Total Pageviews

Friday, August 5, 2016

The Writer's Life 8/5 - More Pop Culture

In an article in today's NY Post, John Oleksinski warns Harry Potter fans that the eighth book may be a disappointment. It is not a novel but a printed version of the smash London stage production. The idea is credited to J.K. Rowling, but the script was written by Jack Thorne, a Brit. Rowling's name is larger on the cover than Thorne's, a ploy used by publishers for works based on the characters of deceased authors such as Robert Ludlum, Tom Clancy and Vince Flynn. Heck, James Patterson is still alive and he's making a fortune in alleged co-writes where his name appears above that of the person who probably wrote the work. The play, Harry Potter and the Cursed Child, has received glowing reviews. It is in two parts and theater-goers must buy tickets for each. This cow is really being milked. It is sold out for a year. As for the book, it is number one at Amazon. The story takes place 19 years after the previous installment. In the piece, Oleksinski refers to fans as "potheads." I don't recall having heard that.

In September it will be three years since I will have played golf. My buddy Cuz is working long hours and has no time for the game, and I don't have the same zeal for it I once had. It seems many have followed suit. In 2000, 30 million rounds were played in the USA. Last year it was 24.1 million. In 2013, only 13 new golf courses opened, while 157 closed. Nike just announced it will discontinue manufacturing and selling golf equipment. The game's two biggest drawbacks are cost and slow play. I always hated it when rounds exceeded four-and-a-half hours. Some stretched to five-and-a half. I had more time burn in the past and gladly used it to make good shots, to try to beat my best score. Now 66, I'd rather use most of my energy promoting and selling books.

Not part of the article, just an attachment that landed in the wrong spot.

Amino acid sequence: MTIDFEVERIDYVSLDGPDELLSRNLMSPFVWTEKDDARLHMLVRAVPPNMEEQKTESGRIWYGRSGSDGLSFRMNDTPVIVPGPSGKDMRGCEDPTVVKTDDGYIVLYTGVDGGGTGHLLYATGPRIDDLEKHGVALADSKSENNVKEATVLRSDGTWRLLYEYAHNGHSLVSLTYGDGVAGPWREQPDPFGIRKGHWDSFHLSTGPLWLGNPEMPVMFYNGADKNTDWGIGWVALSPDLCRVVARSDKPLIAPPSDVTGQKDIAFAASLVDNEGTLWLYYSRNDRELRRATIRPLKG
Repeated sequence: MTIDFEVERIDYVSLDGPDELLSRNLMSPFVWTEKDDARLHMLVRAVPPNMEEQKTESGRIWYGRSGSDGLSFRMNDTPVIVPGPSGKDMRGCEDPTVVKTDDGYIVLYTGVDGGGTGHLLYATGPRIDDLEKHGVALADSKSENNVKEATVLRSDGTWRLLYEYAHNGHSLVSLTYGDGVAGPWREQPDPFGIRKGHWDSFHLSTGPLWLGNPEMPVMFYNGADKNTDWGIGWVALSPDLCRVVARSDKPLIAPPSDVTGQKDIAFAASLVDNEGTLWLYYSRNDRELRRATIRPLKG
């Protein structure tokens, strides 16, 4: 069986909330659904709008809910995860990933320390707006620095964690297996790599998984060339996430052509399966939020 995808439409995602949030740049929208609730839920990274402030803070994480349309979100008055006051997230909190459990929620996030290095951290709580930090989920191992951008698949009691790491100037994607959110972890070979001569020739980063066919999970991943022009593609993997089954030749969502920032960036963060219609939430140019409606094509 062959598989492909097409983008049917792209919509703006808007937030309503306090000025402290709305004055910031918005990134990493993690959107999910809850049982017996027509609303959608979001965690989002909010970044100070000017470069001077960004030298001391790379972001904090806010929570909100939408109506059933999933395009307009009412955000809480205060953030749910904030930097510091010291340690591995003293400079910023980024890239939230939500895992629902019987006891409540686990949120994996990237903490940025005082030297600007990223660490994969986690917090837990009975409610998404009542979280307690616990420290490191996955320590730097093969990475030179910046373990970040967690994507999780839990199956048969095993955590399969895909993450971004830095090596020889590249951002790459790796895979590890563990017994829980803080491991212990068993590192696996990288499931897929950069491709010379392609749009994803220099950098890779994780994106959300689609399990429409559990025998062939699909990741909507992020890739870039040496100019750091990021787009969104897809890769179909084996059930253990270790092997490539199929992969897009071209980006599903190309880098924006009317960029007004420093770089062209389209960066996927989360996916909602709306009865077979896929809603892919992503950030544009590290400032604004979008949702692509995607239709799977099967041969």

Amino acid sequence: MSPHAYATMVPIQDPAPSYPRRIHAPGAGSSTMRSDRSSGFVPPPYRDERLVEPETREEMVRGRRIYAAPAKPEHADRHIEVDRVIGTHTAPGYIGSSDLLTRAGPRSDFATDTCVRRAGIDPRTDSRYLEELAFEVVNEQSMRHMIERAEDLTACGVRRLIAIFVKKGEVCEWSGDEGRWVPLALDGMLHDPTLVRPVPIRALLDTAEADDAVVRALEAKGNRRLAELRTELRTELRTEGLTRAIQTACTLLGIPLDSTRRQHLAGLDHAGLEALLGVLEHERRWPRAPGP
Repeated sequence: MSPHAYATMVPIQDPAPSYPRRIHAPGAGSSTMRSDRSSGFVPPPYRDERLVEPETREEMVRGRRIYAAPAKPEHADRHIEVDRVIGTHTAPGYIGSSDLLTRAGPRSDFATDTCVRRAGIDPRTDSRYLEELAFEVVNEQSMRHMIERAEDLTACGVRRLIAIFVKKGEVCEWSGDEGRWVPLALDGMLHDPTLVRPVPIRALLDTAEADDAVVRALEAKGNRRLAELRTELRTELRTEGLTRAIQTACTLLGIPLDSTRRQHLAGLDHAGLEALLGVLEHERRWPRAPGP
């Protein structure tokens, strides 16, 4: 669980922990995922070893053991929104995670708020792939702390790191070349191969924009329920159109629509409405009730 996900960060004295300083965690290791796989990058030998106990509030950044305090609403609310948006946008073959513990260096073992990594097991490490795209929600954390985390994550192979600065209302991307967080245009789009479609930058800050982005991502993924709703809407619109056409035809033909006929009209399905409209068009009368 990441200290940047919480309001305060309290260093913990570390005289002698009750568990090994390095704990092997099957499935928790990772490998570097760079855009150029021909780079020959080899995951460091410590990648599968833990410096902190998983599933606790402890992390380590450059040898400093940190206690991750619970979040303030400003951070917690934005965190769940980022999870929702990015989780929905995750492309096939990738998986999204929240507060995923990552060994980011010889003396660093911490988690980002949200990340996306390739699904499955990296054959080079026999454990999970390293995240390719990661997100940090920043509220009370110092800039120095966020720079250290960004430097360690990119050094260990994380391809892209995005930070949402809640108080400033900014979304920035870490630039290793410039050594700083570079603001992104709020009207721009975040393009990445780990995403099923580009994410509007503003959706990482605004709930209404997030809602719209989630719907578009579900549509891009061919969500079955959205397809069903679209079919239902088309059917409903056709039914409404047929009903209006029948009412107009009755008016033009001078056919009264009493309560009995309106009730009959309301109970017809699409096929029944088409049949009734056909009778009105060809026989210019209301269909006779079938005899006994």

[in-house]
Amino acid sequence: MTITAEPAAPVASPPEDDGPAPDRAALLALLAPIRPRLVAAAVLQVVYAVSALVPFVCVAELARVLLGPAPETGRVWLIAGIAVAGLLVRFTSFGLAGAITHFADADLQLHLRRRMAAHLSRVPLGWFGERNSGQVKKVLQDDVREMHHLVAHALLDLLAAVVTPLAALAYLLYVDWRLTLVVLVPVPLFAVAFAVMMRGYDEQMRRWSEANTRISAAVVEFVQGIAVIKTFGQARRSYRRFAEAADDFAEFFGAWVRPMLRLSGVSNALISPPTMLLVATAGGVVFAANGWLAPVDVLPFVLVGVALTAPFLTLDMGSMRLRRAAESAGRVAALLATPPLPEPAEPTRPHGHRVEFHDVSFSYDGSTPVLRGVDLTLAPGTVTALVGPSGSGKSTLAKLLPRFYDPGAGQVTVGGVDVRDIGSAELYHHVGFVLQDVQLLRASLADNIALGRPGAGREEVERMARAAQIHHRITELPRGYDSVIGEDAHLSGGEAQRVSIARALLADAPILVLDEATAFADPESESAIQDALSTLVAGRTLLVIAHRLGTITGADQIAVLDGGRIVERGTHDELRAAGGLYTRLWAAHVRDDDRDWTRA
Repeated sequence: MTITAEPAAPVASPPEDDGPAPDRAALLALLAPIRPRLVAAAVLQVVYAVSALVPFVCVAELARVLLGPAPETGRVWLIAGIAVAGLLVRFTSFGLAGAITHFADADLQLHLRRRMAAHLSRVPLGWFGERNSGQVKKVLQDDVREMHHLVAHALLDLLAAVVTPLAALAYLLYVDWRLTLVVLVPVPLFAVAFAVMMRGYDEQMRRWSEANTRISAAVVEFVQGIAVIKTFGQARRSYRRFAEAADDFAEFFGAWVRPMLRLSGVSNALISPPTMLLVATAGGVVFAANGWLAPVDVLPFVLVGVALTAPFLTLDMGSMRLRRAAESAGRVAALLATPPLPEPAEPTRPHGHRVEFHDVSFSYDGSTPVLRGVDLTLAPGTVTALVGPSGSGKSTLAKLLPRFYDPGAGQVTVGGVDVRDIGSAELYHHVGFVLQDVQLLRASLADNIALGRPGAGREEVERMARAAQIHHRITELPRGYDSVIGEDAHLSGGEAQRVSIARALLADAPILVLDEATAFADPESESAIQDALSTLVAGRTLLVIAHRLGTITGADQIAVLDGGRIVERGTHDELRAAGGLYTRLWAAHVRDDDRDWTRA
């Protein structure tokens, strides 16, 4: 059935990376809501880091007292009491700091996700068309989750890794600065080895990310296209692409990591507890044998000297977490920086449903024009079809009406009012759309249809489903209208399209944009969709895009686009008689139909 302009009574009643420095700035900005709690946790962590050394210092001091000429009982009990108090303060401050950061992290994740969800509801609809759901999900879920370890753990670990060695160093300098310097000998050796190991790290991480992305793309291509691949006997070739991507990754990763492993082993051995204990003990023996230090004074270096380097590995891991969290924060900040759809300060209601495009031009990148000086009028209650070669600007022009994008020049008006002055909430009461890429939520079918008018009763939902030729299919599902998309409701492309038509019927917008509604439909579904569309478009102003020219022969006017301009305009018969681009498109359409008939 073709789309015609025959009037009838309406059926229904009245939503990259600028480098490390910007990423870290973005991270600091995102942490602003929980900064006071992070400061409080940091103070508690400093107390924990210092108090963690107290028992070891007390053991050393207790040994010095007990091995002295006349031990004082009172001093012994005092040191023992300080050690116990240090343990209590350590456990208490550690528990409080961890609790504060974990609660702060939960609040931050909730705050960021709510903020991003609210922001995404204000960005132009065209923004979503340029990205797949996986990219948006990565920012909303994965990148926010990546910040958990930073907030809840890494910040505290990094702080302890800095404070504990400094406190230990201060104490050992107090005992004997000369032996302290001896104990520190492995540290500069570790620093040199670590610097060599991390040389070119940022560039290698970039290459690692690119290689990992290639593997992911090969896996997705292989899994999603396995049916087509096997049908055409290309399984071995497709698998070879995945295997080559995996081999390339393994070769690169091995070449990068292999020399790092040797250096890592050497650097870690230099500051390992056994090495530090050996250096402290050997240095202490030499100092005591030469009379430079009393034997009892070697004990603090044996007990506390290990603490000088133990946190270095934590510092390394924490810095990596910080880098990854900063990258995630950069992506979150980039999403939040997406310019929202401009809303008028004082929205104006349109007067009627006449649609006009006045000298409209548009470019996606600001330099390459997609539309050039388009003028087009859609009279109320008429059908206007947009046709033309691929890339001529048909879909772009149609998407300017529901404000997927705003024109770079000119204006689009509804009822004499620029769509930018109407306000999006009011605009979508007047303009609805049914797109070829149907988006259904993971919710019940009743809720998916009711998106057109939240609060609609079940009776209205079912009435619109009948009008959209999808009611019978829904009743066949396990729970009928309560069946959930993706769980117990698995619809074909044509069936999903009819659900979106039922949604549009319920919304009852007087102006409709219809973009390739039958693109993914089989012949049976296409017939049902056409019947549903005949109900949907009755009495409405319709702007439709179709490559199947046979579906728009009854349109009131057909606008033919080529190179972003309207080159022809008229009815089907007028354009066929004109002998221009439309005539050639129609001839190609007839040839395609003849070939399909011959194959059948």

Wayne Gretzky, who retired in 1999, set many NHL records. His O-Pee-Chee rookie card has sold at auction for $465,000, smashing the previous high for a hockey trading card. The same card brought $94,000 previously. The bidding yesterday began at $100,000. The card, similar to those made by Topps, was judged to be in "Mint 10" condition, the highest possible. The winner wishes to remain anonymous. I wonder if he's worried his wife will find out.

No luck selling books on the street today.
Vic's Short Works:
Vic's 5th Novel:'s 4th novel:
Vic's 3rd Novel:
Vic's Short Story on Kindle:
Vic's Short Story Collection:
Vic's 2nd Novel: Kindle:
Vic's 1st Novel:

No comments:

Post a Comment